St John the Baptist Church Netherfield: The Carol Service in the church on Wednesday 14 December was very popular, with standing room only at the back. All ages from tinies to the elderly joined in, the Netherfield Junior school children leading the occasion with their readings and singing. It was lovely also at the Crib Service on Christmas Eve evening, the candles and decorations making it very special. Many thanks to the wonderful teachers, Ann-Marie, Emma Kersey and everyone taking part, in organizing such a wonderful time. We all felt very close to the Baby Jesus in the crib.
A very happy and healthy New Year. Thank you - Gillian Slack.
Claverham Monday Badminton Club: After the Christmas and New Year break normal service will be resumed on Monday 9 January. Just turn up and get rid of that extra inch that has somehow appeared during December. First week for all newcomers is free. It starts at 20.00 (or 8.00 pm in old money) and goes on until 22.00 (or 10.00 pm). The normal cost is £5.00. That is £2.50 per hour for a good time. If you are interested ring Maurice 01424 838410, text 07957588172 or email email@example.com.
Reflections on a garden: The days are getting longer by a few minutes each 24 hours. Whilst that might not seem much at the moment it does mean that gardening boots can be made ready for the spring onslaught. Their winter sojourn in a dark corner of the garden shed, resting behind a hoe or two, is now over. Dried mud and bits of plant material can be banged off and soles checked for any suspect holes. Well the last thing you need is wet socks when you start planting your earlies. Knee pads and your favourite gloves can also get the once-over.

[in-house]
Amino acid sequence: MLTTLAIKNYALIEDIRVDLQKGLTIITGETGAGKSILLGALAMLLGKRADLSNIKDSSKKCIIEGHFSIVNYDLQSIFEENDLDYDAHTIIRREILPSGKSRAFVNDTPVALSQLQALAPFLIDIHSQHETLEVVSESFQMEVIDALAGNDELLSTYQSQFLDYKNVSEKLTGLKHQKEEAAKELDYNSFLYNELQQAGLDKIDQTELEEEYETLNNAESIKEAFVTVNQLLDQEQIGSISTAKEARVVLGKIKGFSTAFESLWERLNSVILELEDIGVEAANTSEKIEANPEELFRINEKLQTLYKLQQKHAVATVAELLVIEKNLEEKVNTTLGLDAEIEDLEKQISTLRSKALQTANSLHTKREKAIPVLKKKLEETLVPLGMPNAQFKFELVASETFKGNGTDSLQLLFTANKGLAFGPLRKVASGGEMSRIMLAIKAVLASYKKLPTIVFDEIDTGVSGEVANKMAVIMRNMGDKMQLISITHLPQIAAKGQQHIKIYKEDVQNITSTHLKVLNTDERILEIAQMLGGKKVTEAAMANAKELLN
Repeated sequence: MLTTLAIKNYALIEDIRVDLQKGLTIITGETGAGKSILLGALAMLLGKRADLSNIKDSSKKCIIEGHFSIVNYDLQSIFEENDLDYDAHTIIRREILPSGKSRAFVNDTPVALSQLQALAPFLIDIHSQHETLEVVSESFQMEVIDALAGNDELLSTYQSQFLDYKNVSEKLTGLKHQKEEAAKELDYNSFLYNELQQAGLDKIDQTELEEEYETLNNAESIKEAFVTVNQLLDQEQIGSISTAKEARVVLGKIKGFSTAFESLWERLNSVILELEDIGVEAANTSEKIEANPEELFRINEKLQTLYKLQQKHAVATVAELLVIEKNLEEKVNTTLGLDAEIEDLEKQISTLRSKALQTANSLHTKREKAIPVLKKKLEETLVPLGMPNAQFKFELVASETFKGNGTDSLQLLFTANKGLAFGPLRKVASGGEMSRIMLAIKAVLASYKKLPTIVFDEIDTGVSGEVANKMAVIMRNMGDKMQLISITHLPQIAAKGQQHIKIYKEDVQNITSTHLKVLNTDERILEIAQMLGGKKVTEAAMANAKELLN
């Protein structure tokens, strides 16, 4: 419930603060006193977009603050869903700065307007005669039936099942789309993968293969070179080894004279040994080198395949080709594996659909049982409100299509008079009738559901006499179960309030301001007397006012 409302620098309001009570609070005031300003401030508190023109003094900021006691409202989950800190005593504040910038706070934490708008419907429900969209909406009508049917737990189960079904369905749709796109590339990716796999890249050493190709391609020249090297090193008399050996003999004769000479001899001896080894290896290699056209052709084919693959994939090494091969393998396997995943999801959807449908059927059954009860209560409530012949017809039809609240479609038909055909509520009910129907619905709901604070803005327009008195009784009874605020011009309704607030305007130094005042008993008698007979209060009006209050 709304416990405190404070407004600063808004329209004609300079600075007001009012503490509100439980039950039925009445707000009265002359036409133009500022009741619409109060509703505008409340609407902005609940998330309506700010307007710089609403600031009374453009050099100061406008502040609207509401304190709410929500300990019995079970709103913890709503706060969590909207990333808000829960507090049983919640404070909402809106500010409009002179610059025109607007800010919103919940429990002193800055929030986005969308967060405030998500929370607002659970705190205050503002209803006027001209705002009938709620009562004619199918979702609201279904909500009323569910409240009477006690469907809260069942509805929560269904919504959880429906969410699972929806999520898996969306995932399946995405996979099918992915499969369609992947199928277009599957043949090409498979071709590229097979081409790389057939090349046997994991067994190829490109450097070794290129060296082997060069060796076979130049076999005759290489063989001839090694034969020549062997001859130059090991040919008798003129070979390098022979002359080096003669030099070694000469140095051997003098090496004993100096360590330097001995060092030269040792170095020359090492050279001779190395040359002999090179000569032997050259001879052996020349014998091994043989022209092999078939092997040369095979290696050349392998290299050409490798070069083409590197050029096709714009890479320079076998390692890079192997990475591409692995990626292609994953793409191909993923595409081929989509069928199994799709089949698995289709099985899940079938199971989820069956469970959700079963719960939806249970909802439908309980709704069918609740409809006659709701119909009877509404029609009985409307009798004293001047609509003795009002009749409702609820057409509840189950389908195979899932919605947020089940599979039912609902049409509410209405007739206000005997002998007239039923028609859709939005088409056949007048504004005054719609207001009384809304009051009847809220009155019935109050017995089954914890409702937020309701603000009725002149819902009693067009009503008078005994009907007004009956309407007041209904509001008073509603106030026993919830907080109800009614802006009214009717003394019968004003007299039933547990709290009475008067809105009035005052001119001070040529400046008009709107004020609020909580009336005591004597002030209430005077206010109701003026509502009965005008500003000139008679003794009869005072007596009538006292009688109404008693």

I know the last few days have seen early morning frosts covering the grass and causing grief on the windscreen of your car, but hopefully that trial and tribulation, which visits us every year at about this time, will soon depart. Just remember, frost is part of the normal cycle of regeneration and pest control
that our gardens need. So it should be welcomed, even if it means that you go out looking as though you are wrapped in a blanket.
This year, the holly in our garden is still retaining some of its vibrant, red-fruiting berries. As a source of sustenance to some of the garden birds, this retention is an unusual event. You normally can’t find any to grace your Christmas pud. From our point of view, these spots of colour bring a warm glow to a rather drab corner of our plot and when set against the bright green of the leaves, it makes one feel that all is not lost. At this time of year, so much is brown, empty and lacking the interest that we all look forward to from March onwards. With that warm period we had just before Christmas, buds began to force their way through a normally dormant outer covering, but luckily Jack Frost restored equilibrium.
More next week......
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